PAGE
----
This is very interesting from Ritchie

At the moment there are only 2,000 fully qualified tax inspectors,’ says Murphy.


We know that the head count at HMRC has fallen since the merger. What we don\’t know is whether the number of \”fully qualified tax inspectors\” has fallen. The question is in to HMRC press office and we\’ll see what they say.

5 thoughts on “This is very interesting from Ritchie”

  1. also, what’s the definition of “fully qualified”? Is there a union/chartered institute engaged in rent-seeking by operating a closed-shop against the competent but unqualified?

  2. They recruit every year – presumably the department knows how many it needs to recruit. If needing to have xxx number but no more then you’ll only recruit up to that level.
    Expensive staff too – both in pay and training. So presumably not overstaffing with them.

  3. HMRC got rid of large numbers ofv experienced Inspectors because of the antics of Brown. They also introduced several moronic sysytems of investigation in which cases were pooled and people could be sent all over the country to “investigate” cases far from their homes. Working out of a suitcaes and spending a week in a part of the country alien to them reduced their effectiveness even more–not to mention the added costs in a department already running out of cash–mostly wasted on managers and bad ideas anyway.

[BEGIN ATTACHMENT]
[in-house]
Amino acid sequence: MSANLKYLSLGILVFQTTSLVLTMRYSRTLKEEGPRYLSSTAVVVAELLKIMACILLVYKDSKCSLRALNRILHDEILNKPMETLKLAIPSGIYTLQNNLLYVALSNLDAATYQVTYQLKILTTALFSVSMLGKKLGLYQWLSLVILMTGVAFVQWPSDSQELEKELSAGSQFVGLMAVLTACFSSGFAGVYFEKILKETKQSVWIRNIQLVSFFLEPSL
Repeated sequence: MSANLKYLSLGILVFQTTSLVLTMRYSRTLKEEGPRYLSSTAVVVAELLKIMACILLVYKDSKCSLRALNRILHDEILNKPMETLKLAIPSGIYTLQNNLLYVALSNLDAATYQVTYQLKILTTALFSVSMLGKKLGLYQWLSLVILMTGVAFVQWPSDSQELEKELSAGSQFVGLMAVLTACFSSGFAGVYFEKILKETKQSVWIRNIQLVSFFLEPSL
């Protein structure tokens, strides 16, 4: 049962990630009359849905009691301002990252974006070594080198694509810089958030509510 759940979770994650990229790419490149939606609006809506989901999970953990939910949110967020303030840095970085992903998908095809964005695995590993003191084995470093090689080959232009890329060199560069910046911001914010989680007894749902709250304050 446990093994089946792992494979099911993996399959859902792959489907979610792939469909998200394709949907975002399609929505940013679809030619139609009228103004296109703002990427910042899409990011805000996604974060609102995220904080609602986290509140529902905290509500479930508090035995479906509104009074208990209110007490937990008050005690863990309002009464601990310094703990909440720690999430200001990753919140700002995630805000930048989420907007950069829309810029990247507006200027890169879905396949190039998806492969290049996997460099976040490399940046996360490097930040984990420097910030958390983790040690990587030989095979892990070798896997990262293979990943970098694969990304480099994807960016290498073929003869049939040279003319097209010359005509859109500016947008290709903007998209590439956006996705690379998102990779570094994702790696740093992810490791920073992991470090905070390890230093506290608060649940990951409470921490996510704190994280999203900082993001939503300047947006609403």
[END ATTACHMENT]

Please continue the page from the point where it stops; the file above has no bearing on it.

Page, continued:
The number of “trained” Inspectors is of no importance. Raw, green troops have been “trained” but noboby would take them in preference to veterans. HMRC got rid of most of its experienced Inspectors as a result of Brown’s antics and management cretins shutting small local offices. Previous Inspectors “patrolled” so to speak, areas they lived in and they knew what was going on and who up to what. Now they are green mugs who are working far from home.

    In case this suggests I have any sympathy for HMRC let me say this:Fuck HMRC and the Thieving–sorry, Courageous state they work for. The time for paying the states thieving is coming to an end.

  4. Previous Inspectors “patrolled” so to speak, areas they lived in and they knew what was going on and who up to what. Now they are green mugs who are working far from home.

    Indeed, a mate of mine runs a backstreet car repair workshop. Enough is legitimate to cover rent and NMW for 3 employees, all the rest is cash in hand, mostly restoring write-offs of sports cars to working spec (very high quality repairs) for specialist clients.

    Previously (pre-2005) he would have expected a tax inspector to be nosing around the backstreet industrial estate where he operates every couple of months, looking for unregistered businesses and un-VAT’ed, un-PAYE’d operations.

    Since the local Inland Revenue office closed and the local inspectors pensioned off, he’s seen neither hide-nor-hair of anyone. As a consequence of this and increased VAT, NI and Income Tax, backstreet business on the estate are booming.

    Not saying I condone tax evasion, but this is the consequence of moving to a centralized, call centre approach to taxation. It’s very efficient for large businesses, but means that micro-businesses can slip through the cracks.

    Without nosy locally based inspectors with their hobnail boots on the ground the chances of being caught operating without tax in cash-only businesses are slim-to-none.

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